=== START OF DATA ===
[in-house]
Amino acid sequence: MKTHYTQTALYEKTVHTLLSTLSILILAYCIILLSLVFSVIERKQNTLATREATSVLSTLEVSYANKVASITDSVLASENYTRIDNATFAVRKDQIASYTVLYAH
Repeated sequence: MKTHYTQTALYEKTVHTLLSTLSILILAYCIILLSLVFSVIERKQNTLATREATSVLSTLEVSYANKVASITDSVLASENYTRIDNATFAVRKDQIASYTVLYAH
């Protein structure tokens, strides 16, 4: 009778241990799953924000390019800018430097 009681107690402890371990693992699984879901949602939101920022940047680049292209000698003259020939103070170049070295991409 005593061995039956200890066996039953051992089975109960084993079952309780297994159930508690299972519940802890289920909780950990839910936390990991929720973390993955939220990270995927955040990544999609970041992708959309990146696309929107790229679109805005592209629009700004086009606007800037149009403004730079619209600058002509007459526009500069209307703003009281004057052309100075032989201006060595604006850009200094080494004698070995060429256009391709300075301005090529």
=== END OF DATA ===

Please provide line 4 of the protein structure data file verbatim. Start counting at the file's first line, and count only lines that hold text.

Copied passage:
């Protein structure tokens, strides 16, 4: 009778241990799953924000390019800018430097 009681107690402890371990693992699984879901949602939101920022940047680049292209000698003259020939103070170049070295991409 005593061995039956200890066996039953051992089975109960084993079952309780297994159930508690299972519940802890289920909780950990839910936390990991929720973390993955939220990270995927955040990544999609970041992708959309990146696309929107790229679109805005592209629009700004086009606007800037149009403004730079619209600058002509007459526009500069209307703003009281004057052309100075032989201006060595604006850009200094080494004698070995060429256009391709300075301005090529």